We’ve all heard about the millionaire social-media influencers on YouTube whose word is gold for large corporations. Influencer marketing isn’t just for big brands with big budgets. You have influencers all around you. They may come in the form of existing customers who are willing to be brand advocates. They may even be family and friends.
The good news is many people in your inner circle and beyond are happy to sing your praises publicly, and when they do, be sure to use it to your advantage. Others, like fellow business owners who use your product, may be willing to do it for trade, or in exchange for getting invites to an upcoming event. Engaging people and building relationships are key.
Here’s an example of simple, easy-to-create social media content that your influencers can provide:
A community has always been the place where small businesses can gain a home-field advantage over the big guys. In reality, you live and work here, giving you unique insight into the needs and wants of your neighbors.
From sponsoring local sports teams to volunteering to participate in charity events, a community is the hallmark of successful small businesses. But what about your brand community?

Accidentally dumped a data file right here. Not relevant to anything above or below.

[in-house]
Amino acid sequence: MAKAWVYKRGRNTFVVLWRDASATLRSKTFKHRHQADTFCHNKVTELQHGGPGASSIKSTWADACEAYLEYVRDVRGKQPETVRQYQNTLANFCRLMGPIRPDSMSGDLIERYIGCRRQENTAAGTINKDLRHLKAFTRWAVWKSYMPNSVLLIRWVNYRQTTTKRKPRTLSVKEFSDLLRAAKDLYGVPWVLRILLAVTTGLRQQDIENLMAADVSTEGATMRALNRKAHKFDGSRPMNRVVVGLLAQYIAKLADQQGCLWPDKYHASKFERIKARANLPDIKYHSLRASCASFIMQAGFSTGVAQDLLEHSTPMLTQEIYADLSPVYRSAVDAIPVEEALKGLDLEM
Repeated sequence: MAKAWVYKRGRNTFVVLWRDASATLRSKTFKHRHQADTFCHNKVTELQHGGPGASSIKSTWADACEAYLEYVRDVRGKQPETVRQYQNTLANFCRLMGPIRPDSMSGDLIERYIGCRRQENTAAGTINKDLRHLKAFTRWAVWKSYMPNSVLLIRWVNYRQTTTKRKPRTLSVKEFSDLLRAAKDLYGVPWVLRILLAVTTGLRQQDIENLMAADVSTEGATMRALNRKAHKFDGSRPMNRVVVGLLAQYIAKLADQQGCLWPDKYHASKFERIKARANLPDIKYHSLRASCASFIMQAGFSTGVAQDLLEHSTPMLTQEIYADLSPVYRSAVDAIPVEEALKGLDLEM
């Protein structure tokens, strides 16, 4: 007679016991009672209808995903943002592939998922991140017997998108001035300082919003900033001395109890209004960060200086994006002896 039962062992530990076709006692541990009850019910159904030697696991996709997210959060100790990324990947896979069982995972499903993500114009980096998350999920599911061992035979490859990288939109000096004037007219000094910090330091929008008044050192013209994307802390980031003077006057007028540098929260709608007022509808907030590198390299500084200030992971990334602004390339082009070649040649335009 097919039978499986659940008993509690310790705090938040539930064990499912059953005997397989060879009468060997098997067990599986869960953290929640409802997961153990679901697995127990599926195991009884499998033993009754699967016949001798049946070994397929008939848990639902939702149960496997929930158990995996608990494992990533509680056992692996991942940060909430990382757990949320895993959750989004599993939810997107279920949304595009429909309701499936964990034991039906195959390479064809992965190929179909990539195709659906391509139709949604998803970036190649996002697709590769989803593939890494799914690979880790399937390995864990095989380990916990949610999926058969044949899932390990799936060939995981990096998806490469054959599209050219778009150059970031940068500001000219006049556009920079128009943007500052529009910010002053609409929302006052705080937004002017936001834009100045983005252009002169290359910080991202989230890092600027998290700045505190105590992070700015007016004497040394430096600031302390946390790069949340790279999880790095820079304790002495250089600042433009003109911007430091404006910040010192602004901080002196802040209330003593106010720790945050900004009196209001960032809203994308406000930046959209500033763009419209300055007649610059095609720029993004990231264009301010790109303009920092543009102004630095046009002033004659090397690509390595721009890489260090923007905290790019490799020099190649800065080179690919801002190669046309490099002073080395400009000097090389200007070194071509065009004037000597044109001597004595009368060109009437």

Your brand community is also a great place to boost your social media presence. It’s a digital place where people/customers meet to talk shop, ask and answer questions, review things and learn more. Think of them as customer service for the customer by the customer. And they generate a ton of their own branded content.
You don’t need a big, flashy platform to find sharable user-generated content. Your customers—or potential customers—are probably already involved in forums related to your products, user groups, Facebook groups, and real-life communities that pertain to your business. Find those places, follow prospects on social media, talk to people, get inspiration for content and re-share on your channels. Heart, re-share, re-tweet, follow back, etc.
There’s a reason why 92% of brands decided to boost their spends on paid social media ads last year. Chiefly, because it works. A recent survey found that when consumers follow brands on social, 67% are more likely to increase their spending with that brand.